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Major Canadian universities call for unity against racism amid demonstrations

Last Updated Jun 4, 2020 at 4:34 pm PDT

FILE -- The UBC sign is pictured at the University of British Columbia in Vancouver on April 23, 2019. THE CANADIAN PRESS/Jonathan Hayward
Summary

Canadian universities also recognize their students are not immune to incidents of profiling and racial injustice

Racialized people represent only eight per cent of senior leaders and 21 per cent of full-time faculty at universities

VANCOUVER (NEWS 1130) — Most of Canada’s major universities are condemning anti-black violence and xenophobia in North America in response to the ongoing demonstrations against systemic racism and police brutality.

“The University of Toronto shares the profound concerns that have arisen in response to recent events in the United States and here in Toronto,” says University of Toronto (U of T) president Meric Gertler, in one of dozens of statements from the leaders of Canada’s largest post-secondary institutions.

“On behalf of the U of T community, let me repeat in the strongest terms possible our condemnation of anti-Black racism and discrimination.”

Demonstrations have continued in Canada and the U.S. since May 25, when George Floyd, a 46-year-old black man, died after a white Minneapolis police officer knelt on Floyd’s neck for almost nine minutes.

Derek Chauvin has been charged with second-degree murder and the other three officers involved have been charged with aiding and abetting second-degree murder.

Canadian universities also recognize their students are not immune to incidents of profiling and racial injustice.

A video emerged last summer from the University of Ottawa (U of O) showing a young black student being followed and arrested by campus security. Jamal Boyce was detained after he was told by security he was trespassing. He identified himself as a U of O student but was not carrying his student ID.

Boyce says the incident, in which he was handcuffed for two hours until Ottawa police arrived and released him without charge, was a clear act of racial profiling.

An independent investigation commissioned by U of O president Jacques Frémont says race played a role in the incident.

“It also concludes that the university’s outdated operational procedures and inadequate training was a second factor in the incident. I accept this report and its findings,” said Frémont.

U of T has a long history of being accused of discrimination and racism, which the school says it is trying to correct.

U of T history professor Michael Marrus resigned his position in 2017 after making a comment to a black graduate student referencing slavery. Nearly 200 students and faculty signed a petition demanding he be removed.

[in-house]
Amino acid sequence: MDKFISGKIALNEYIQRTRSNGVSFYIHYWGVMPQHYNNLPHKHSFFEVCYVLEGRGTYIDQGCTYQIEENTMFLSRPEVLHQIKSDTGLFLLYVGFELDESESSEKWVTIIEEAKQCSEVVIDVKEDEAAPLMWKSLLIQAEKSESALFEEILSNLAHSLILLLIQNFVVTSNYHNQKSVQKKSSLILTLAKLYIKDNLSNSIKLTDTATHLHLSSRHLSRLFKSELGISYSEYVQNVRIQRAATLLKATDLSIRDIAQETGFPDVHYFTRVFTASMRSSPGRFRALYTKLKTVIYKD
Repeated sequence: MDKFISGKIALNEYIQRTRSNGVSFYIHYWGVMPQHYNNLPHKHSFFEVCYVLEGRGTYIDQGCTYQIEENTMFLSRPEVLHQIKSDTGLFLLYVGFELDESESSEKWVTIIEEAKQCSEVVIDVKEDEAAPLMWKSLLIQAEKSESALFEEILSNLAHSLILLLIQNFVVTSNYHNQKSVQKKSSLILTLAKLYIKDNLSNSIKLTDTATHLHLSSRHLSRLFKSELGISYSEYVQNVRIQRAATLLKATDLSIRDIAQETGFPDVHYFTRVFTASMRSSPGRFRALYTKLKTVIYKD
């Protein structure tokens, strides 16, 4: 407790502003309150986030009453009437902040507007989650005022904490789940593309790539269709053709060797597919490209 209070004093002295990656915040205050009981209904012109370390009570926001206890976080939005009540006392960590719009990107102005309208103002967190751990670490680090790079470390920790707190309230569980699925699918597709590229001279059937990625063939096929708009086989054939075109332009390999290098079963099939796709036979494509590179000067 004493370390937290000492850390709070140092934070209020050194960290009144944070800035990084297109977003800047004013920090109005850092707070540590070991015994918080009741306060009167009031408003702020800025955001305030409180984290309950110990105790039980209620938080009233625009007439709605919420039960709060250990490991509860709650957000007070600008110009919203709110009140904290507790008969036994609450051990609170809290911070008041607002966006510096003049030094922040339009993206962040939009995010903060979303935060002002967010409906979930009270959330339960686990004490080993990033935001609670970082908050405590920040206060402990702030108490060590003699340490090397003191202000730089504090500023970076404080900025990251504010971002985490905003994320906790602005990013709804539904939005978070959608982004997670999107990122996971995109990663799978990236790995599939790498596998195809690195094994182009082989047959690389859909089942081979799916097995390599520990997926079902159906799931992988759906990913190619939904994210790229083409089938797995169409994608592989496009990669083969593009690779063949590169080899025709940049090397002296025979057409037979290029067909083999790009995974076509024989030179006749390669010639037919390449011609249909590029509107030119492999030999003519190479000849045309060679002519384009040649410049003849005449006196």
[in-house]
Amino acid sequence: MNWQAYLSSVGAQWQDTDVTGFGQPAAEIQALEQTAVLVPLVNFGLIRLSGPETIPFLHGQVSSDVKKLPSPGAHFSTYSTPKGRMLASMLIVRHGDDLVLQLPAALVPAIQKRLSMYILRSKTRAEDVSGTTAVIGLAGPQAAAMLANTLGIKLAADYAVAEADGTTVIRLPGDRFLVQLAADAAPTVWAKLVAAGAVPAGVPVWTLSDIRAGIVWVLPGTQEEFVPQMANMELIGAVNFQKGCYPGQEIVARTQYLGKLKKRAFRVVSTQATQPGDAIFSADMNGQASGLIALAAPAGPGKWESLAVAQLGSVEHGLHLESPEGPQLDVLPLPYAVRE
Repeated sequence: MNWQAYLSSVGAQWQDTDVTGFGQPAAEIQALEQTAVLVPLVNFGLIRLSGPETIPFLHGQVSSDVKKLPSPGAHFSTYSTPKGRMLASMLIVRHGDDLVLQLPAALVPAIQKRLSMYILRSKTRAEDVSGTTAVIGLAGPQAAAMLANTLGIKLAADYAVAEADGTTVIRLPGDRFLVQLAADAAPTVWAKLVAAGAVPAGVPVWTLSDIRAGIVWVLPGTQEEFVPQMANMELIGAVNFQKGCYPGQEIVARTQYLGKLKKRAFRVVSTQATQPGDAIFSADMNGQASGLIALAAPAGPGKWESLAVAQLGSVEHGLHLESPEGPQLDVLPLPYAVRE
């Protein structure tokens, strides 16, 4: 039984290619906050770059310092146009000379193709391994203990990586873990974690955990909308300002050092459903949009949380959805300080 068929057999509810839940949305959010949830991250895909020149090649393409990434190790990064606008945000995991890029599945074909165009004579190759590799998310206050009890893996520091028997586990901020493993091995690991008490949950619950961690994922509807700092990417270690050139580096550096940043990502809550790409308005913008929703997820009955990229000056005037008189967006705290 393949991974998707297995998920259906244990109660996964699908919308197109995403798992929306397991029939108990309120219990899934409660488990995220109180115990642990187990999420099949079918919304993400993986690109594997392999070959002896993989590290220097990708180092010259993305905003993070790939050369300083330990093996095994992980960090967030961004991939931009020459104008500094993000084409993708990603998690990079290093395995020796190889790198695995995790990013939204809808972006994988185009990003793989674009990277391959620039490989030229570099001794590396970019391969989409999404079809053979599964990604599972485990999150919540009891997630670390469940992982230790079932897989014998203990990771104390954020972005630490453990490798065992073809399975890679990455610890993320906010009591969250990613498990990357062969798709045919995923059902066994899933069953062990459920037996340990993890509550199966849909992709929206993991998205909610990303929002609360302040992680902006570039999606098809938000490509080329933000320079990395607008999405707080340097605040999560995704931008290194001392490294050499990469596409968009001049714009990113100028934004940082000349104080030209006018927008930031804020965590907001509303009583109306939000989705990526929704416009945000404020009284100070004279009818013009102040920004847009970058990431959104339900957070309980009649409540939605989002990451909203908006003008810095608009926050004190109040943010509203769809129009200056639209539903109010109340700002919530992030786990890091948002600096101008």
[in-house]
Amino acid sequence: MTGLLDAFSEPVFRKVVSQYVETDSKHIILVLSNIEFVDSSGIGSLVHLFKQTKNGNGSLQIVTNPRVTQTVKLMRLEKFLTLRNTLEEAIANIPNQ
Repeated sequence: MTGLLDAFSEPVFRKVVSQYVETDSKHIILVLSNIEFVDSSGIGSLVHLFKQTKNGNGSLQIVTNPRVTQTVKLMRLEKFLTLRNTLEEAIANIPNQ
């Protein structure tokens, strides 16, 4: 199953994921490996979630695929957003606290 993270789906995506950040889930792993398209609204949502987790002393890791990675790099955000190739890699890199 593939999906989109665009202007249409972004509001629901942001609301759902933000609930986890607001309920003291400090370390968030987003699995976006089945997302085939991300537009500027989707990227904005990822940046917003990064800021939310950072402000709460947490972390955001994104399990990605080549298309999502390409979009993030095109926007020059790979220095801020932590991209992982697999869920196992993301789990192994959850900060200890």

“For many of our members who have seen, heard of or experienced racism at Massey College, this latest incident will come as no surprise,” said CUPE 3902, a union representing U of T educators.

A 2019 report by Universities Canada says while the percentage of women in senior leadership positions is now almost proportionate to that of men, racialized people represent only eight per cent of senior leaders and 21 per cent of full-time faculty.

In his June 1 statement, UBC president Santa J. Ono outlined measures UBC will take to fight racial injustice, such as ensuring the Inclusion Action Plan has adequate resources, meeting with the Black Caucus and the Asian Canadian Community Engagement Group, and assuring public safety officers and other figures of authority are “adequately trained to eliminate any unconscious or implicit bias.”

“We must work together to dismantle the tools of oppression and white supremacy that remain prevalent and entrenched in our everyday systems,” says Ono.

This comes after a June 2, 2019 incident in which black graduate student Shelby McPhee was illegally detained by RCMP at a UBC event called the Congress of Humanities and Social Sciences. Two other members, who are white, asked McPhee to produce proof he was a registered attendee before harassing and photographing him, incorrectly accusing him of stealing a laptop, and contacting campus police and the RCMP.

An open letter from the Black Canadian Students Association said a representative from the Federation of Humanities and Social Sciences arrived and “spoke to the two accusers first and only spoke to McPhee after police confirmed he had been fully exonerated.”

Late last year, President Alan Shepard of the University of Western Ontario assembled an anti-racism working group after a professor’s use of the N-word in lecture was widely condemned by major student groups.

While the initiative was lauded by student associations, Chizoba Oriuwa, a black UWO student, became the focus of anonymous hate speech sent to her university email after she shared her experience.

Other Canadian universities are organizing events in response to the recent demonstrations in Canada and the United States.

University of Waterloo president Feridun Hamdullahpur announced in his June 2 statement the university will be hosting training sessions led by Kike Ojo-Thompson from the Kojo Institute, for leaders to reflect on pledges regarding anti-racism and equity.

“I said on April 2 – in the face of racist remarks made by individuals in our own community – that the University of Waterloo condemns racism in all its forms,” says Hamdullahpur.

More events around diversity and inclusion will be held at the university throughout June.

University resources for students: